GoPro (NASDAQ:GPRO) may have decided to the bite the bullet by reducing its fourth-quarter 2015 guidance last month, but that doesn't mean investors shouldn't be closely watching its official quarterly release later this week.
What investors already know
For perspective, almost three weeks ago, GoPro shares tumbled after the action camera specialist told investors to expect fourth-quarter revenue to decline 31.4% year over year to $435 million. That was significantly below the company's already-disappointing guidance provided three months ago, which called for revenue in the range of $500 million to $550 million, or a 17% drop at the midpoint. Analysts' consensus estimates had called for a 19% decline.
To blame, according to GoPro management, was a combination of slower-than-expected sell-through at retailers in the first half of the quarter, leading to lower sales of its HERO lines of capture devices, as well as around $21 million in price protection related to the latest price reduction for its HERO4 Session device.
In addition, GoPro anticipates adjusted gross margin to be between 34.5% and 35.5%, far below the 46.8% GoPro achieved in Q3 despite similar challenges. But that also includes an expected charge of between $30 million and $35 million to the cost of revenue for obsolete tooling, and excess purchase order commitments and inventory. Excluding that charge, adjusted gross margin should arrive somewhere in the range of 44.5% and 45.5%.
What investors want to know
So, what should investors be watching this time around?
First, note it wasn't until early December that GoPro finally lowered the price of the HERO4 Session by another $100 -- its second such decrease since launching the device in July 2015 -- to $199, so it's relatively unsurprising that GoPro indicated sell-through was particularly weak at retailers in the first half of the quarter. Listen closely, then, for whether (and to what degree) sell-through sufficiently improved in the second half, as GoPro wrapped up its all-important holiday season.
Next, recall last quarter GoPro management indicated their belief that demand was hurt on a broad basis by under-funded marketing efforts in both the second and third quarters. As a result, they began more aggressively advertising in Q3 and into the holiday season, including their first-ever return to television after a one year hiatus. Given GoPro's painful projected underperformance in the fourth quarter, it would seem this ramped-up marketing effort simply failed to adequately stoke demand.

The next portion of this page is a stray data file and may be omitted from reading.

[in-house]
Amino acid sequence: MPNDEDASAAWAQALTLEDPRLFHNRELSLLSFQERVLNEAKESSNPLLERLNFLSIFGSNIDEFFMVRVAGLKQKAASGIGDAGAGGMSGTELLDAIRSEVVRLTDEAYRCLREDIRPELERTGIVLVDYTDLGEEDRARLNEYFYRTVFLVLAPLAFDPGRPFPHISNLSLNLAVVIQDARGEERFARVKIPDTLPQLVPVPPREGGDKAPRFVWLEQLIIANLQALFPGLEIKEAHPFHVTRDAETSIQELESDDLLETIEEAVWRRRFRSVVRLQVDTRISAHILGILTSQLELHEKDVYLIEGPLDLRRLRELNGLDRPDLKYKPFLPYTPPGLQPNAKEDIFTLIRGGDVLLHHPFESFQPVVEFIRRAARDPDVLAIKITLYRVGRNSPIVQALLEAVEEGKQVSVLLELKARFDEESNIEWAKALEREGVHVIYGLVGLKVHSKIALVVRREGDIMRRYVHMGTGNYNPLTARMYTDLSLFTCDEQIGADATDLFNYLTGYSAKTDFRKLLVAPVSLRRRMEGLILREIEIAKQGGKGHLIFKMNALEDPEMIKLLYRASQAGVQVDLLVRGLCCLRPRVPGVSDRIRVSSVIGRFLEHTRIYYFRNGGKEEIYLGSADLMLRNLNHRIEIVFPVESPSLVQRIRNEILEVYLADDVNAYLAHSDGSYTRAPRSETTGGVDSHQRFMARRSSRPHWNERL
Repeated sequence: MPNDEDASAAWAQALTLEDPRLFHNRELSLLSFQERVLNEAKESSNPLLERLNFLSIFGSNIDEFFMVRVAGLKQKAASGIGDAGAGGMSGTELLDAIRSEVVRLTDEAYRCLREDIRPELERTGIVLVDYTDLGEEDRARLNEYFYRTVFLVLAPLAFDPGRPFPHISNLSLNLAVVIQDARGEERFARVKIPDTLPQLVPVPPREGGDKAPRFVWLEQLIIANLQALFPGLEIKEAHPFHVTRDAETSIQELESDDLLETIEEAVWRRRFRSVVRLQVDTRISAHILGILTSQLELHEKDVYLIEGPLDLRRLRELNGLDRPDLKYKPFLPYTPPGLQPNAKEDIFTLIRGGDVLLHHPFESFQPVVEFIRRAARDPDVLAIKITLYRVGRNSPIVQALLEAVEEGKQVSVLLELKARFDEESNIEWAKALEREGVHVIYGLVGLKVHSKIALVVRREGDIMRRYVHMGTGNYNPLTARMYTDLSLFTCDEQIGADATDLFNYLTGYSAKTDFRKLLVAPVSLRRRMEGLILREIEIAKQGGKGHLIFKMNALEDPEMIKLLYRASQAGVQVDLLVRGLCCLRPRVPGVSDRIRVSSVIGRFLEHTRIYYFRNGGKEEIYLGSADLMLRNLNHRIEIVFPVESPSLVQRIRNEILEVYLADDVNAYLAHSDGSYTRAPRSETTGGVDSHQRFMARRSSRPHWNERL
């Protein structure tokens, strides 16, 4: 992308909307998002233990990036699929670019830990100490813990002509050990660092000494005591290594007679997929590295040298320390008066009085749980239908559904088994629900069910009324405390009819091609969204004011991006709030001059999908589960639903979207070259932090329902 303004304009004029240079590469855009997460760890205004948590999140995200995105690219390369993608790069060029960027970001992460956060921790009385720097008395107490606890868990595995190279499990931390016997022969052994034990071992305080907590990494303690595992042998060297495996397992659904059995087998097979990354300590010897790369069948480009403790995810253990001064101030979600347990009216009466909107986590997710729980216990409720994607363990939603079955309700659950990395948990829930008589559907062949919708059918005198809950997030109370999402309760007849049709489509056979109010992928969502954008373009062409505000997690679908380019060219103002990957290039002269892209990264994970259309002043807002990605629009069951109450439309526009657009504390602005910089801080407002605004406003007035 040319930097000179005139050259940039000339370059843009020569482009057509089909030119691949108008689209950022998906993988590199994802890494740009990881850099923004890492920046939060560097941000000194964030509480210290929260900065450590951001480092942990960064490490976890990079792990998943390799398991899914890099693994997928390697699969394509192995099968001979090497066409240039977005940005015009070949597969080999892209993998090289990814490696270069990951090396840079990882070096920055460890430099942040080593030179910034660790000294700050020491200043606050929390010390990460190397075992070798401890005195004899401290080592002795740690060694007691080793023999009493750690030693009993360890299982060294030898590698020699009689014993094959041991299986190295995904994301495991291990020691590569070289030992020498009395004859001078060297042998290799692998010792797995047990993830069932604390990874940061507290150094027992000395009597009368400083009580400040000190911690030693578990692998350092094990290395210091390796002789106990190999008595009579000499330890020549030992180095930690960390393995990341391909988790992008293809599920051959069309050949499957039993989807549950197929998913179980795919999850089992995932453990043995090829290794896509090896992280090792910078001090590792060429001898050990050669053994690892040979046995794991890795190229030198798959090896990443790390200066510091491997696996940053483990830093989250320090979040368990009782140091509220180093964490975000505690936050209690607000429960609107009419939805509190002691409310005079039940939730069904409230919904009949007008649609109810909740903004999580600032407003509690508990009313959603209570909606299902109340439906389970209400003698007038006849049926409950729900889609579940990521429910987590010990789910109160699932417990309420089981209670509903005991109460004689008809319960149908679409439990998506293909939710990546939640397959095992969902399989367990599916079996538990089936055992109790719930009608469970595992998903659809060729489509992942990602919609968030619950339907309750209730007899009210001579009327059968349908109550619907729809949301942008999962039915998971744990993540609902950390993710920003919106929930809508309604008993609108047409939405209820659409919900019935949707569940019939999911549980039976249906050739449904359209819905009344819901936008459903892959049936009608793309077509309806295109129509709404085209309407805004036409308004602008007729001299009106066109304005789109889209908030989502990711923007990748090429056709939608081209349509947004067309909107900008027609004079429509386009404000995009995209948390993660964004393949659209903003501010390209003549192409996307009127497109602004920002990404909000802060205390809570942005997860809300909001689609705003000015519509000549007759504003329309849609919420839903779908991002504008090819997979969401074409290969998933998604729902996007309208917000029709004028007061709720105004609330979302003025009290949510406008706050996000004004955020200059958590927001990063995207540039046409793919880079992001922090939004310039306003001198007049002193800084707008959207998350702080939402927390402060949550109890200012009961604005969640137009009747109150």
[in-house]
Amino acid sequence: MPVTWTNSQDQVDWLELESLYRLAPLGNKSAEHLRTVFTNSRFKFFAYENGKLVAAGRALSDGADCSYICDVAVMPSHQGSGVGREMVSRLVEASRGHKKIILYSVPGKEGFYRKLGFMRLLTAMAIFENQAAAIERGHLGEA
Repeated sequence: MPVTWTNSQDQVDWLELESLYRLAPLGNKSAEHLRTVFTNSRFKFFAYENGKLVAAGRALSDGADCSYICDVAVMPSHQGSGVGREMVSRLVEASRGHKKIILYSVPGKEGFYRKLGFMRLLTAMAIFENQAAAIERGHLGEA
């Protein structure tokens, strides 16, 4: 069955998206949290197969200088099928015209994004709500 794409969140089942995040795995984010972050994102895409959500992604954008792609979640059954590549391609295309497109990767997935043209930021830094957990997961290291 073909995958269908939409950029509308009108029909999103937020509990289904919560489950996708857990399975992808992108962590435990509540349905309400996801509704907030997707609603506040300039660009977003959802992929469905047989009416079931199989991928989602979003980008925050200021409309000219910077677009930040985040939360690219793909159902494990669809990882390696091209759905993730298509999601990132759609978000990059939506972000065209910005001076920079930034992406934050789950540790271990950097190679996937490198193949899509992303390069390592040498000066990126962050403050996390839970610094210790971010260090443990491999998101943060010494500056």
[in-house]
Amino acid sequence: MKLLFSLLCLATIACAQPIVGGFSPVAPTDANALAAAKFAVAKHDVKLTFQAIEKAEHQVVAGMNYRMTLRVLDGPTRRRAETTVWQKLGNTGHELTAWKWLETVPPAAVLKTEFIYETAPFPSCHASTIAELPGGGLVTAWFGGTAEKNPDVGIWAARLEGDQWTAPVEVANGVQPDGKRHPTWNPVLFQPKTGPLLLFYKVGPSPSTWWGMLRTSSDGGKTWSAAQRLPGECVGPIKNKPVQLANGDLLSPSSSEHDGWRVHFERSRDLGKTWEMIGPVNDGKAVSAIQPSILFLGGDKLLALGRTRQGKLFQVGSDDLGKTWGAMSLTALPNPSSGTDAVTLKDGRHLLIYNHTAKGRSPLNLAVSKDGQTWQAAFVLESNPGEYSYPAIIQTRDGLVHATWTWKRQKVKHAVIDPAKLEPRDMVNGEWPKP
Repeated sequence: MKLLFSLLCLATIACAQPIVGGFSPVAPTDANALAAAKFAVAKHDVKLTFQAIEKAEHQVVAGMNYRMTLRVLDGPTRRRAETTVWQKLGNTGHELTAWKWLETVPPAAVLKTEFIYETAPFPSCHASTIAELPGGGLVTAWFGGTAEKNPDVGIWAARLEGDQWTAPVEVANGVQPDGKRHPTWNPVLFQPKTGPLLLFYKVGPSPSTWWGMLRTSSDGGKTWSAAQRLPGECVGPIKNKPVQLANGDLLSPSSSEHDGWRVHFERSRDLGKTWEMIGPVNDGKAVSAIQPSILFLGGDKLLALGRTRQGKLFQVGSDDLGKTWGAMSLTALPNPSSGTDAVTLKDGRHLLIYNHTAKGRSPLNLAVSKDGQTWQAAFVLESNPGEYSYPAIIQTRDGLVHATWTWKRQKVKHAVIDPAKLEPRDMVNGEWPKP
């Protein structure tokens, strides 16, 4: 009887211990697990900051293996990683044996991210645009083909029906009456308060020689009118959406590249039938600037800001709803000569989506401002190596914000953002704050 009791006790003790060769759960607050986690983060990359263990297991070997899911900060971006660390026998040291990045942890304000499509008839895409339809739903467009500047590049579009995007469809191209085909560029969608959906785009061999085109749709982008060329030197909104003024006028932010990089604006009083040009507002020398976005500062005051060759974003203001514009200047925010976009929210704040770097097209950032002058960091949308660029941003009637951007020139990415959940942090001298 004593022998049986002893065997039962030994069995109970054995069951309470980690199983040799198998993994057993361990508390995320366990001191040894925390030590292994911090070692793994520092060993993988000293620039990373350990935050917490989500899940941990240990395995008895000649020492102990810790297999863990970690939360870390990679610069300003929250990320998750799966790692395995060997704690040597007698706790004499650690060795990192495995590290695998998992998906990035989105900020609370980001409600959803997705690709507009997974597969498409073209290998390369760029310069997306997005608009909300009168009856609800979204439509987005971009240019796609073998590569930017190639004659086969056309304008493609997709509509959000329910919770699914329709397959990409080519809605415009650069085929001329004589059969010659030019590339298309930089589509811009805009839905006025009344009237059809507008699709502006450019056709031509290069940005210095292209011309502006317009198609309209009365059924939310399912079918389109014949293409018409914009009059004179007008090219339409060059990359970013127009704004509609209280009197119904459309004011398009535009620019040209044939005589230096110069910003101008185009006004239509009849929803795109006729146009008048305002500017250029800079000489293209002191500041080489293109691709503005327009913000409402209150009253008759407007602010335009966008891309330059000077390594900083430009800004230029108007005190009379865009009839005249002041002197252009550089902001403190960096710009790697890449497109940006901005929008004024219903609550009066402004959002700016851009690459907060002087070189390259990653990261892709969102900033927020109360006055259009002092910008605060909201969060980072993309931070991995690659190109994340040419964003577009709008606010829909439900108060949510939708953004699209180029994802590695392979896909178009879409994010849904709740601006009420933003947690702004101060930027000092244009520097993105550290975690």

To be fair, perhaps there was nothing GoPro could do, given not only the HERO4 Session's badly mismanaged launch, but also the fact its most popular cameras -- the higher-priced HERO4 Black and Silver models -- were first introduced way back in September 2014.
That said, GoPro is widely expected to refresh its high-end camera lineup before the end of 2016. In the meantime, the next potential catalyst to revitalize growth will come in the form of GoPro's new Karma quadcopter, which some analysts have already estimated could allow GoPro to quickly seize as much as 25% of what's currently a $1.9 billion annual consumer drone market. GoPro has promised Karma will offer a "differentiated" experience relative to its competition, and that it will launch sometime in the first half of 2016. We should listen both for confirmation that this launch is still on track, and for any hints of what, exactly, GoPro has done to set Karma apart.
Finally, given its current challenges, GoPro likely won't offer initial guidance for full-year 2016, but I do expect to hear management's initial thoughts on both revenue and gross margin for the first quarter.
For perspective, analysts' consensus estimates predict GoPro's first-quarter 2016 revenue will decline 17.9% year over year to $298 million in this seasonally slow period, while GoPro's own long-term model aims to maintain gross margin in the range of 42% to 44%.
We should also remember when GoPro reduced its guidance last month, it simultaneously announced a 7% workforce reduction "to better align resources to key growth initiatives." As a result, GoPro anticipates it will incur roughly $5 million to $10 million in restructuring and severance charges in the first quarter. This could potentially frustrate its ability in Q1 to live up to analysts' expectations.
If one thing is clear in the end, it's that the bar isn't set particularly high, with shares now down more than 80% over the past year as of this writing. If GoPro hopes to recapture its former status as a market darling, this week would be a great time to turn the corner.